Hype List 2021: Drug Store Romeos: “We’re a bit of a nightmare, to be honest”

FFO The Orielles et al, Drug Store Romeos are the sound of a relaxed Sunday afternoon; a band to wrap yourself up and get lost in the loveliness of.

FFO The Orielles et al, Drug Store Romeos are the sound of a relaxed Sunday afternoon; a band to wrap yourself up and get lost in the loveliness of.

Words: Jamie MacMillan. Photo: Melanie Hyams.

To say that Drug Store Romeos see the world differently to most of us is a bit of an understatement. This is a band that feel, and describe, sensations and songs in colours instead of words after all. Even after five years of touring and rehearsing that has perfected their ethereal psychedelically hazy dream pop, and despite some high profile support slots, they are still a secret to many due to the veeeerrrrryyyy limited amount of songs available online. But with a debut album on the horizon, 2021 looks like the year that finally changes all that. So get your colour charts ready, for the trio are about to let us all into their world.

“It’s so nice being near the sea,” vocalist Sarah Downey smiles under the kind of warm blue Brighton skies that can easily make you forget about all the ‘stuff’ that’s happening in the world. “It’s always a bit more of a dystopian world in London and I kind of feel like I’m nearer the end of the world if I’m there.” Tucked away by the coast amongst houses that she describes as “each being a different shade of ice cream”, it is a world away from the city full of grey suits and even greyer streets that Sarah lives in presently. Describing her summer as a drifting period of watching peoples lives from the top of a hill, the last few months has left her feeling, like most of us, that time is still mending after a period of feeling seriously wonky. But as we reach the end of The Year That Shall Never Be Talked About Again, Drug Store Romeos are about to shift through the gears, starting with the dreamy and ethereal ‘Jim, Let’s Play’ – released just after our chat.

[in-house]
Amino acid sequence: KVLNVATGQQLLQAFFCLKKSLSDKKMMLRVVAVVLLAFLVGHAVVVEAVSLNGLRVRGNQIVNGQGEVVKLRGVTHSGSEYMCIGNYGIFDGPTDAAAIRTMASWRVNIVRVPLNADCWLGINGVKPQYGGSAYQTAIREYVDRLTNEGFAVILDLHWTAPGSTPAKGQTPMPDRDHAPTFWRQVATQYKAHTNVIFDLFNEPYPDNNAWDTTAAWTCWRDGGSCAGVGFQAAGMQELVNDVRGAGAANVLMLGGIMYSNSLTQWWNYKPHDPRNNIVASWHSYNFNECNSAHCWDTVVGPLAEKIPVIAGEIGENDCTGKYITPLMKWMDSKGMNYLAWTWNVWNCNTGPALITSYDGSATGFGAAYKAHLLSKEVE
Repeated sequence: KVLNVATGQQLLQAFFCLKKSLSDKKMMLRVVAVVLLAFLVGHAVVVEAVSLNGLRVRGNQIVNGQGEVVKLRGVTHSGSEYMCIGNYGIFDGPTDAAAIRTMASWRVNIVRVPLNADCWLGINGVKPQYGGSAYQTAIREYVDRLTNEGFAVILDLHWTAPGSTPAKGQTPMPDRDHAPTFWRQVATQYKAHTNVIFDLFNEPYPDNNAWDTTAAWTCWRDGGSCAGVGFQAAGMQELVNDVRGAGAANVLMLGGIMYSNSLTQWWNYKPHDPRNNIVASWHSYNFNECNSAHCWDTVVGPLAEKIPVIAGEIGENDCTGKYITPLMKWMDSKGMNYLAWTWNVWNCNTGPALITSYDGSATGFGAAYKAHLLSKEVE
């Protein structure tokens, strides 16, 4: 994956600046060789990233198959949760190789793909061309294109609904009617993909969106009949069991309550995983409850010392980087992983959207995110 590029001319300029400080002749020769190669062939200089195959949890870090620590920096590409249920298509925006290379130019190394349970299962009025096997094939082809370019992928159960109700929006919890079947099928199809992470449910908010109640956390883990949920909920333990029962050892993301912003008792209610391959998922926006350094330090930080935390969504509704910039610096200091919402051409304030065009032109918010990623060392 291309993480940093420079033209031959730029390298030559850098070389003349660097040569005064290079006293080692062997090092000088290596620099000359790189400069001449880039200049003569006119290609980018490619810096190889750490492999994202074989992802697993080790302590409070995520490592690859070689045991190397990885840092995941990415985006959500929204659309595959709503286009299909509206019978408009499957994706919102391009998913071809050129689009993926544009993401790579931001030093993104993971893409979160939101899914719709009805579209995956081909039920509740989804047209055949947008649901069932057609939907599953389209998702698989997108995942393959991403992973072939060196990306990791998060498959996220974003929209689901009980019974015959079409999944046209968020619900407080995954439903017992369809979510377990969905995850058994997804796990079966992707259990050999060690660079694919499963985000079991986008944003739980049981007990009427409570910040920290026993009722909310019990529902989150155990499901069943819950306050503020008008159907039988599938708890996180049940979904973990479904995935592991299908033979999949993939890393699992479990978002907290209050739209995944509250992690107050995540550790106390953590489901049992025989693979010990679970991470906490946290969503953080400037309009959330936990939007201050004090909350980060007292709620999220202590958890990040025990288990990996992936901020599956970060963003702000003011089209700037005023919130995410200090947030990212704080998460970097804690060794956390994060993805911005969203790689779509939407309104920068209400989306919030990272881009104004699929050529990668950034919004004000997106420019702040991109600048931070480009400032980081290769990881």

Five years in, it’s wild to think that this is only their fourth single. “We’re all getting a bit restless now,” Sarah admits. “[Debut single] ‘Now You’re Moving’ doesn’t even feel like our song any more. The recorded version is so different to how we play it and how our tastes have changed. And to be honest, we were never 100% happy with it when it came out anyway!” In truth, listening to that first release now, it seems strangely grounded in a way that follow-ups ‘Frame Of Reference’ and ‘Quotations For Locations’ never did. “Totally,” agrees Sarah. “We’ve completely changed, and our sound is just so different to how it used to be. Not saying it is any better or worse, it’s just change. That’s what music should do, and what artists should allow themselves to do. Because otherwise, it’s creative castration, isn’t it? Nature is continuously changing, and so are we.” That evolution in sound has been gentle, but unmistakeable, each new release heightening the excitement and confirming that they are on to something very special indeed. And now, ‘Jim, Let’s Play’, a track that takes inspiration from The Space Lady and seems to exist in about seven different eras and genres of music simultaneously. It highlights the constant restless evolution of the band, while also containing the most perfect one-line summation of the band when Sarah sings of “living in a technicolour dream”. Because if you need to know one thing about Drug Store Romeos, it is that colours are everything to this band.

“Nature is continuously changing, and so are we”

Sarah Downey